Why don't you believe it? You don't want to believe it? Have you actually run both on the same system? I mean, they couldn't possibly run differently, given that they're two very different operating systems with vastly different graphical plumbing and a vendor who clearly puts more resources to one over the other (although it's good they're putting resources into Linux).

If you can, sounds like something is wrong on your system or not properly enabled in your xorg configuration.

Xorg configuration is fine. The nvidia drivers are in place and working properly. The module is loaded, and xorg clearly shows in the logs that it's using the correct driver.

Reply Score: 1

RE[3]: Dual Core
by voidlogic on Tue 13th Sep 2005 14:13 UTC in reply to "RE[2]: Dual Core"
voidlogic Member since:
2005-09-03

Tony,

With Ubuntu 5.10 (as of a new X server a couple days ago) windows rendering/snappyness in my opinion is on par with the Windows GUI. 5.10 uses Ciaro, which in turn uses Giltz (OpenGL) has a backend, so your nice and shinny 6800 is doing the rendering. I have found that adding Option "RenderAccel" "true" to xorg.conf device section can also speed up rendering as well. So I disagree that 5.10 is slower (5.04 was).

And for my system playing Nexuiz or UT2004, they latest nVidia driver has brought FPS pairty for Windows and Linux. Which is something I have long waited for.

As far as the kernel-land. I have not had any trouble mounting, did you report the bug, along with your specs? Aslo, to run 32-bit dual core load the K7-SMP and for 64-bit load the K8-SMP. The defualt kernel is non SMP i386. So yes, everyone needs to load an optimized kernel, esp for HT/Dual CPU/Dual Core support

Maybe this will help:

386 - default, use for Pentium ClassicK6
(no 486,586)
686 - Pentium ProCeleronIIIIIIV (non-ht)
686-SMP Pentium IV HTDual CPUDual core
K7 Athlon, Athlon XP,Athlon 64(32-bit),Duron,Semperon
K7-SMP AthlonXP64X2 (32bit) - Dual CPUDualcore
K8 Athlon 64 (64bit)
K8-SMP Athlon X2Dual

Reply Score: 1

v Linux 64-bit performance way ahead
by Anonymous on Mon 12th Sep 2005 22:34 UTC
Anonymous Member since:
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How much better does Linux run when using AutoCAD, Dreamweaver, or Visual Studio?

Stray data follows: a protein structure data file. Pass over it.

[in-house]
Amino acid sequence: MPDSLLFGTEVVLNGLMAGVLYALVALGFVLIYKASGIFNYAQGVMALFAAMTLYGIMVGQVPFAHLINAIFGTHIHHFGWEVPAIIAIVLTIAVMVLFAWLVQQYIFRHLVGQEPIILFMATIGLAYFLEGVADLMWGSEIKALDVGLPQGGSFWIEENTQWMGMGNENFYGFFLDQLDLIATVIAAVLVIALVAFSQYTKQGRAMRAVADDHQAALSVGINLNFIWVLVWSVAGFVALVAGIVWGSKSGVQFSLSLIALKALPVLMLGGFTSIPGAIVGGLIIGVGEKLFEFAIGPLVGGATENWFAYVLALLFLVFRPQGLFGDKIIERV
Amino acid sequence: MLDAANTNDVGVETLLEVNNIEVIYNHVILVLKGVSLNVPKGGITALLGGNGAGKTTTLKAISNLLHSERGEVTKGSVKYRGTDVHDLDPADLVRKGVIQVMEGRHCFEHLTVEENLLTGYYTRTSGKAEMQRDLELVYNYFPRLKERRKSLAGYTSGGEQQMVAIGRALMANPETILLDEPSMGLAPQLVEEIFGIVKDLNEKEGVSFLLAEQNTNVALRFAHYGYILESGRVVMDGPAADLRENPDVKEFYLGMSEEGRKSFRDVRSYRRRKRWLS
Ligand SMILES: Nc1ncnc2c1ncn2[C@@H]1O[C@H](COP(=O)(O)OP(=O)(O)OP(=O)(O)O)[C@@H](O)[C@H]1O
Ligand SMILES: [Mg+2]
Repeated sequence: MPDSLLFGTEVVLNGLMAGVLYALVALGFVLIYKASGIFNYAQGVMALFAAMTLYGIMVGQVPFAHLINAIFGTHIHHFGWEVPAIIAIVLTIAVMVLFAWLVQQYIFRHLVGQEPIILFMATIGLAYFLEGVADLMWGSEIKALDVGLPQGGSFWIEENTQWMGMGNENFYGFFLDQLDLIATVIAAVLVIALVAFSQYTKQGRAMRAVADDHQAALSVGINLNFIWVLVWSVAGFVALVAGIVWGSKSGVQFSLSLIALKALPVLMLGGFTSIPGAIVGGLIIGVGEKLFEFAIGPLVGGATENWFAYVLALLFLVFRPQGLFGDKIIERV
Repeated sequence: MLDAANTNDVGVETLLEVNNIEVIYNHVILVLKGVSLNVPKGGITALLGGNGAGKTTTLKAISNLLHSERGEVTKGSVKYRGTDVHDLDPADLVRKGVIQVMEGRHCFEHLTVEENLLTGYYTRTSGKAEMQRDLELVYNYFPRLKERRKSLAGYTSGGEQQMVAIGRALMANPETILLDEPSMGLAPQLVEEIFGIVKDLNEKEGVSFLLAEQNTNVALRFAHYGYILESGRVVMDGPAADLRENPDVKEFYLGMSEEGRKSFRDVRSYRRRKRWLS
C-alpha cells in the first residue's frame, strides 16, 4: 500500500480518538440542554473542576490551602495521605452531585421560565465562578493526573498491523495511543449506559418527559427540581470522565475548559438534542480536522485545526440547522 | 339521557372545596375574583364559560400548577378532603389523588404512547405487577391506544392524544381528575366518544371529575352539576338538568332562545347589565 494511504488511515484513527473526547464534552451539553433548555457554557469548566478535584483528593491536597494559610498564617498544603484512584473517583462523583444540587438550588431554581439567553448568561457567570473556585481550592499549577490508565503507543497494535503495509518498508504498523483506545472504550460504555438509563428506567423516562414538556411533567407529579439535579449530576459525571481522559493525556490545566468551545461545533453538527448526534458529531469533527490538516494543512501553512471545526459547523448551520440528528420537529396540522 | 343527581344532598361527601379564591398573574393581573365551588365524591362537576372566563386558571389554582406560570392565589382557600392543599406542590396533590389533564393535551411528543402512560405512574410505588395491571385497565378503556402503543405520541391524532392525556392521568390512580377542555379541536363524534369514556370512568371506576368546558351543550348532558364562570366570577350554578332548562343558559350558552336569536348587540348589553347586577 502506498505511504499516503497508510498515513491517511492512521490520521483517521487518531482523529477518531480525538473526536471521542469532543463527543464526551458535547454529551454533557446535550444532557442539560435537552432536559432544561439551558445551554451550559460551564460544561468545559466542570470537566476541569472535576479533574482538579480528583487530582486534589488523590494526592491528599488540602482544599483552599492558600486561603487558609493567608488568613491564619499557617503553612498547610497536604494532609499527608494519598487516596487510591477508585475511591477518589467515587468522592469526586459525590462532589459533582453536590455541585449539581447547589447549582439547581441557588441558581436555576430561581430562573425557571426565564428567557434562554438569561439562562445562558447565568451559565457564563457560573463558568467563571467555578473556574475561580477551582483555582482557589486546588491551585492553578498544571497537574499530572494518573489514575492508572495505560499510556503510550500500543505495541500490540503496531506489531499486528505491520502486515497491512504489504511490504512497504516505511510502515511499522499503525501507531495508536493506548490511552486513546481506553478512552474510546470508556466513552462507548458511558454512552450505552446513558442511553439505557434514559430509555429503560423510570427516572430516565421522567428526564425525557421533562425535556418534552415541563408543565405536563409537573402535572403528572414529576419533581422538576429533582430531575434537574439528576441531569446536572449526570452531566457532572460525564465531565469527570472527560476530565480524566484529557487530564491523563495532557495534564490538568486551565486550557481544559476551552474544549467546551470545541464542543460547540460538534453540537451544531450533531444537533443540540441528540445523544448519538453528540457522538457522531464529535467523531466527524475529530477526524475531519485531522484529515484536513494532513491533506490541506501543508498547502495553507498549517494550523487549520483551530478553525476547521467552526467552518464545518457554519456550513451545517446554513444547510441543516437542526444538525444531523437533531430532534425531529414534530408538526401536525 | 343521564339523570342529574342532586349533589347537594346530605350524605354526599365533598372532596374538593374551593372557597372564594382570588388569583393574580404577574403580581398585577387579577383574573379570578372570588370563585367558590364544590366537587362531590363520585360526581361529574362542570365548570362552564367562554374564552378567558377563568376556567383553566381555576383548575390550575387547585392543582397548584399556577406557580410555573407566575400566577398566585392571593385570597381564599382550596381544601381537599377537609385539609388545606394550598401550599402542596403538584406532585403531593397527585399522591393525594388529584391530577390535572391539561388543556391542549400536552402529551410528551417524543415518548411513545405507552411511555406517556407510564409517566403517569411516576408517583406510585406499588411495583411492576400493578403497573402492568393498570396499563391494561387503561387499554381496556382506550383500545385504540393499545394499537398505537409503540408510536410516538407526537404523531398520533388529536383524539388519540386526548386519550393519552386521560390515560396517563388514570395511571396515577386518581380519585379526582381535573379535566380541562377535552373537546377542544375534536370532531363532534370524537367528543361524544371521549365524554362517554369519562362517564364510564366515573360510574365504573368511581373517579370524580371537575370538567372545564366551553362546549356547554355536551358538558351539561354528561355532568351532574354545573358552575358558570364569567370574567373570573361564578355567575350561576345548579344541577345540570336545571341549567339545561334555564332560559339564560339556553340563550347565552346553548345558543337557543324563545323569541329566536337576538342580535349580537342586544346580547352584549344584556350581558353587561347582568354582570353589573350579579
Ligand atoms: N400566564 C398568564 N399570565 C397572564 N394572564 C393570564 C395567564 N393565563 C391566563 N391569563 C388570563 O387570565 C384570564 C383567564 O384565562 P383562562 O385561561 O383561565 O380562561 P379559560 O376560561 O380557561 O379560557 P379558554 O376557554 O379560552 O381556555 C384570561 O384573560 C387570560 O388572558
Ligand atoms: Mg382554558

Oh wait... guess I'm stuck with Windows. Linux doesn't work everywhere for everyone. Stop preaching.

Reply Score: 0

Anonymous Member since:
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No one ever said that linux runs the same apps as windows does. But if the app comes in both Linux and Windows flavors, then the linux version will normally run faster.

The performance gap will get large enough that Linux will be able to run Windows apps in emulation at same speeds as native Windows.

A comparison between the standalone 64 bit Maya renderer on XP64 and a 64bit Linux would be very interesting.

Autocad - that's going to autodesk's problem. Microstation should seize the opportunity and get a jump on Autodesk wiht a native 64bit linux port.

Visual Studio - eclipse and many other IDE's exist on linux. lots of people don't care about .Net.

Dreamweaver - many alternative visual html editors run on linux, if you need that kind of thing.

Reply Score: 0

Mark Williamson Member since:
2005-07-06

I don't think he said Linux worked everywhere or for everyone. He just said that it was faster than Windows on the x86_64 hardware - it's plausible that it comes ahead but could use some benchmarks / real world measurements to prove the point.

Application support is a separate issue from the performance of the underlying memory management / network stack / scheduler, etc etc. Performance can be a reason to switch (either way), app support can be a reason to switch (either way), so can lots of other things.

[side note: I don't think the grandparent post deserved moderating down by the community at all but it did need more supporting evidence]

Reply Score: 1

Anonymous Member since:
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"How much better does Linux run when using AutoCAD, Dreamweaver, or Visual Studio?"